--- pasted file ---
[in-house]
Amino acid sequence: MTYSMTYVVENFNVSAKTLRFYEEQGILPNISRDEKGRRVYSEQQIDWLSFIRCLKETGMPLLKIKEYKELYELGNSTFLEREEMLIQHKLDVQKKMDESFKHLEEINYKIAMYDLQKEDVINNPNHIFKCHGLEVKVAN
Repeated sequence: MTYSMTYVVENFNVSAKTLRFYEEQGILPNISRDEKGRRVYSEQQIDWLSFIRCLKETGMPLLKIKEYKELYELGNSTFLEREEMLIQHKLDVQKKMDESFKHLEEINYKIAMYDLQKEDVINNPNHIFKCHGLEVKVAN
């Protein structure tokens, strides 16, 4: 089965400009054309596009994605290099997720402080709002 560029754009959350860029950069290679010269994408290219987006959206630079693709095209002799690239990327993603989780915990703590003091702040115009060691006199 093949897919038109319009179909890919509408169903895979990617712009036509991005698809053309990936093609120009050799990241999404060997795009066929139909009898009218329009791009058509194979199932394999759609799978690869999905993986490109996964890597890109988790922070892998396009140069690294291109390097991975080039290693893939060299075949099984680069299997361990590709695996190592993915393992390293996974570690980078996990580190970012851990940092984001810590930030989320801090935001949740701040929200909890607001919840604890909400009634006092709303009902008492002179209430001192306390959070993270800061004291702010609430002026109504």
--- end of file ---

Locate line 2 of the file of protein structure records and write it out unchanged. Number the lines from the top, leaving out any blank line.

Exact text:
Amino acid sequence: MTYSMTYVVENFNVSAKTLRFYEEQGILPNISRDEKGRRVYSEQQIDWLSFIRCLKETGMPLLKIKEYKELYELGNSTFLEREEMLIQHKLDVQKKMDESFKHLEEINYKIAMYDLQKEDVINNPNHIFKCHGLEVKVAN